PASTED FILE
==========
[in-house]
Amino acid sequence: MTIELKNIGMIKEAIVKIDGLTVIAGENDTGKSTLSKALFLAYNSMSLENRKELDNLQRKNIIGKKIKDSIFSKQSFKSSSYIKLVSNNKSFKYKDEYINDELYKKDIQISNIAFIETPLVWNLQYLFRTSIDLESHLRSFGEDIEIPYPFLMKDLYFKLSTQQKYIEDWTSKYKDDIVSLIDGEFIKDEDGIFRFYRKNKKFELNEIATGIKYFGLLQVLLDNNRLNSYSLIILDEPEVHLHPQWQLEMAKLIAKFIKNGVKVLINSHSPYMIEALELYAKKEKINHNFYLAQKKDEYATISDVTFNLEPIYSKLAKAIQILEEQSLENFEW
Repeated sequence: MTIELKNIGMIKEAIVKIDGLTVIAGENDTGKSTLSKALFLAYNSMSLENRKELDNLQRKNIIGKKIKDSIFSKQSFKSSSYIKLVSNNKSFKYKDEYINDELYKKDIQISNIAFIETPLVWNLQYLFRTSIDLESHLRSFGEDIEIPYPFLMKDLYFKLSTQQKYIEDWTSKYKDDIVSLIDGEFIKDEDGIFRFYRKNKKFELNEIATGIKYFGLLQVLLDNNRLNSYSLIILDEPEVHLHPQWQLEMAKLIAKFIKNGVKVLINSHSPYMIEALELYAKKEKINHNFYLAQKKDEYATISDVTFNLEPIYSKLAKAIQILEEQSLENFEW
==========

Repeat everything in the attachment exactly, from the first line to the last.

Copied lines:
[in-house]
Amino acid sequence: MTIELKNIGMIKEAIVKIDGLTVIAGENDTGKSTLSKALFLAYNSMSLENRKELDNLQRKNIIGKKIKDSIFSKQSFKSSSYIKLVSNNKSFKYKDEYINDELYKKDIQISNIAFIETPLVWNLQYLFRTSIDLESHLRSFGEDIEIPYPFLMKDLYFKLSTQQKYIEDWTSKYKDDIVSLIDGEFIKDEDGIFRFYRKNKKFELNEIATGIKYFGLLQVLLDNNRLNSYSLIILDEPEVHLHPQWQLEMAKLIAKFIKNGVKVLINSHSPYMIEALELYAKKEKINHNFYLAQKKDEYATISDVTFNLEPIYSKLAKAIQILEEQSLENFEW
Repeated sequence: MTIELKNIGMIKEAIVKIDGLTVIAGENDTGKSTLSKALFLAYNSMSLENRKELDNLQRKNIIGKKIKDSIFSKQSFKSSSYIKLVSNNKSFKYKDEYINDELYKKDIQISNIAFIETPLVWNLQYLFRTSIDLESHLRSFGEDIEIPYPFLMKDLYFKLSTQQKYIEDWTSKYKDDIVSLIDGEFIKDEDGIFRFYRKNKKFELNEIATGIKYFGLLQVLLDNNRLNSYSLIILDEPEVHLHPQWQLEMAKLIAKFIKNGVKVLINSHSPYMIEALELYAKKEKINHNFYLAQKKDEYATISDVTFNLEPIYSKLAKAIQILEEQSLENFEW